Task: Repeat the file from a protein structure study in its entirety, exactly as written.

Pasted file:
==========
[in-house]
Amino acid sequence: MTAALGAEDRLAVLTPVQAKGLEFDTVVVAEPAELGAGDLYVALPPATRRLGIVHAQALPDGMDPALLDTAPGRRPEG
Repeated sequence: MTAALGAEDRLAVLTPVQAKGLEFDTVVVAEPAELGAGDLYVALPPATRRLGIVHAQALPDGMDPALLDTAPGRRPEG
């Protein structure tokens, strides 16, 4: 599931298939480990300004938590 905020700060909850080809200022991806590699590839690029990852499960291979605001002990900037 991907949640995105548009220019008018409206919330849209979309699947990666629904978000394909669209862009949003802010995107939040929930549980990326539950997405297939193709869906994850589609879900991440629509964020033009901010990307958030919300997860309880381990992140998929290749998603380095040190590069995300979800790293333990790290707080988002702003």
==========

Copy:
[in-house]
Amino acid sequence: MTAALGAEDRLAVLTPVQAKGLEFDTVVVAEPAELGAGDLYVALPPATRRLGIVHAQALPDGMDPALLDTAPGRRPEG
Repeated sequence: MTAALGAEDRLAVLTPVQAKGLEFDTVVVAEPAELGAGDLYVALPPATRRLGIVHAQALPDGMDPALLDTAPGRRPEG
């Protein structure tokens, strides 16, 4: 599931298939480990300004938590 905020700060909850080809200022991806590699590839690029990852499960291979605001002990900037 991907949640995105548009220019008018409206919330849209979309699947990666629904978000394909669209862009949003802010995107939040929930549980990326539950997405297939193709869906994850589609879900991440629509964020033009901010990307958030919300997860309880381990992140998929290749998603380095040190590069995300979800790293333990790290707080988002702003």